New area of wireless communication in industrial automation

Ericsson_5G_radiodot Ericsson's 5G RadioDot

Since the mid-1990s, industrial communication technologies have been increasingly oriented towards mainstream technologies. These mainstream solutions – in part adapted – have been incorporated into the automation tasks of the manufacturing industry. Examples of this include Ethernet and WLAN technology, but also the industrial PC, says Alexander Bufalino, VP marketing, Quectel Wireless Solutions Co.,Ltd.

One reason for this trend is the economies of scale that can, for example, be achieved by using standard technologies from the IT and office environment that make it possible to fall back on more cost-effective hardware such as chips and devices. Another reason is that mainstream technologies are backed by an enormous number of researchers and developers, who provide engineering performance that would not be feasible to address the needs of a single industry.

The situation is similar with mobile communication technology. It originates from ICT (information and communication technology) and has been used in its evolution, first for voice communication and later more and more for data communication. Today, this technology focuses on fast, wireless data communication, not only locally, but in combination with the Internet, it’s a truly global communication network that can be used from almost anywhere in the world.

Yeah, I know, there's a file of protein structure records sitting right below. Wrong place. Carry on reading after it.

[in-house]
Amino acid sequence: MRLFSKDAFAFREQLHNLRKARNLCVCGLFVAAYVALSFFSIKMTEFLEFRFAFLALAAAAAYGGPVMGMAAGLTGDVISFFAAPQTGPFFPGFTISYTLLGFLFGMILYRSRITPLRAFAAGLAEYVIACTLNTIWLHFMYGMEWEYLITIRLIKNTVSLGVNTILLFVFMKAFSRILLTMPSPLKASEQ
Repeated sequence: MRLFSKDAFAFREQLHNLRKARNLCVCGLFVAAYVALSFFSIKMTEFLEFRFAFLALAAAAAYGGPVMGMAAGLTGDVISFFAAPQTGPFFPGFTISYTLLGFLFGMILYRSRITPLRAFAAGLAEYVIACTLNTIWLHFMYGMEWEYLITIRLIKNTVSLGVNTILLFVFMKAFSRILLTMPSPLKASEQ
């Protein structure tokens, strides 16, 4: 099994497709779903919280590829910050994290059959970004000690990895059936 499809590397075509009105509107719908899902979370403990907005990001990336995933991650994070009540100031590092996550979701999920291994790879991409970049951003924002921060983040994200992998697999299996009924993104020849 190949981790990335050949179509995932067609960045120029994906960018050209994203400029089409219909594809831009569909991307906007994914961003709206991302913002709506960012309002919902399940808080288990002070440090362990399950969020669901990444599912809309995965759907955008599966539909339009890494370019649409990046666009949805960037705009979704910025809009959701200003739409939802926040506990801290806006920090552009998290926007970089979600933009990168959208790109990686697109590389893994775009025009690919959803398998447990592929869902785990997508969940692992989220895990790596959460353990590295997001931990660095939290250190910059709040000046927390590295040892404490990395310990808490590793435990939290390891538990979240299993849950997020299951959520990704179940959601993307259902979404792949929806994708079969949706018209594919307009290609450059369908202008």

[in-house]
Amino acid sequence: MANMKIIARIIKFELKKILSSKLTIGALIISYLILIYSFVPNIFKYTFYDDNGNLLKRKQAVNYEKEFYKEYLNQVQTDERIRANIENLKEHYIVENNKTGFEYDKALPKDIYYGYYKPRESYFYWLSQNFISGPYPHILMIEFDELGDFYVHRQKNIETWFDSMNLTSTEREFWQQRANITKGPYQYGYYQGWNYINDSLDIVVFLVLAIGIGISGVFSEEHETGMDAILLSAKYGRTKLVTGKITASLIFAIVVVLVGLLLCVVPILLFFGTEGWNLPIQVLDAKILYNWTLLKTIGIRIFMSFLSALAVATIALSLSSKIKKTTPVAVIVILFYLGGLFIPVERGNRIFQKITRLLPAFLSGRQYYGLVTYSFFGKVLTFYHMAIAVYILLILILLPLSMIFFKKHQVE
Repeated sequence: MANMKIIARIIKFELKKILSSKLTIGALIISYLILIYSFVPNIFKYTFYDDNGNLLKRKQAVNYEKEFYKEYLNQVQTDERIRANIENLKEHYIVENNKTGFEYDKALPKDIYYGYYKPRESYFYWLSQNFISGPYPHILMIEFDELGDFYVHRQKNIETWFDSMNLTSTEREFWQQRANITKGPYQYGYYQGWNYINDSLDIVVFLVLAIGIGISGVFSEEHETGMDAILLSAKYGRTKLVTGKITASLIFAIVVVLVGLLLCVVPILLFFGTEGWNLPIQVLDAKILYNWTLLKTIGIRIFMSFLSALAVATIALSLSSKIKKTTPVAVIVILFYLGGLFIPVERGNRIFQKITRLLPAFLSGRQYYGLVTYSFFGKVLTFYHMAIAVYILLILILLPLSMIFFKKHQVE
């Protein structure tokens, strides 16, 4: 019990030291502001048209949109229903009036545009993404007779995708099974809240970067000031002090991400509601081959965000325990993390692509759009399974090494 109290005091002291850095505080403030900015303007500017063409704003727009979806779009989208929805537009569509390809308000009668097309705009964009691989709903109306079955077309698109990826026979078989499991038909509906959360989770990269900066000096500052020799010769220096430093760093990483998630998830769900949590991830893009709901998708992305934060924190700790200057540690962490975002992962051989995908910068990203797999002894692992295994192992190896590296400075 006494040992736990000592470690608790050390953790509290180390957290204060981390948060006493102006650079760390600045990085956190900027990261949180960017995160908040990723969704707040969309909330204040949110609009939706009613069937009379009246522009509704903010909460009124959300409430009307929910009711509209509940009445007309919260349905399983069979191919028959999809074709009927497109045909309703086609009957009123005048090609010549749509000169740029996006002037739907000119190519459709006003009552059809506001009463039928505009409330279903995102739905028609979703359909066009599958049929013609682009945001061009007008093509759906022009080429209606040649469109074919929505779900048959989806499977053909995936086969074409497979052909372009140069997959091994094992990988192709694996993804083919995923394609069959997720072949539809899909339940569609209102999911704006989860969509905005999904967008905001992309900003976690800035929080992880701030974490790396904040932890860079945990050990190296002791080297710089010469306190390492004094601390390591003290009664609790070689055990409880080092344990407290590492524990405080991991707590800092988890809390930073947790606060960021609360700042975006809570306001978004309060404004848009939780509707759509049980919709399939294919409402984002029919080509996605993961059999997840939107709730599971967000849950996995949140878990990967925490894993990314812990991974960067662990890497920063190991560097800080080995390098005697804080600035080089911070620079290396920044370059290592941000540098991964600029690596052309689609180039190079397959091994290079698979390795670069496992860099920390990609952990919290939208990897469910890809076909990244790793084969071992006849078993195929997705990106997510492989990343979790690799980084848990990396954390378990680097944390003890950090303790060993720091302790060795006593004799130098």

Success in non-critical monitoring

The industrial automation (IA) industry has also tried to use cellular technologies (2G, Edge, 3G, LTE, and others) for their applications over the last 10-15 years. Successful applications have been in particular in non-critical monitoring tasks and in remote maintenance of machines and plants.

However, the previous generations of mobile technology have been focusing on mobile broadband use cases for the public smartphone user. Handling critical automation use cases in previous generations of public mobile networks brings several challenges for example in the areas of latency, the speed at which an event is passed on, and determinism, the certainty with which the above-mentioned event is passed on. In addition, the transparency and diagnosis of mobile communications has mostly fallen short of IA’s expectations.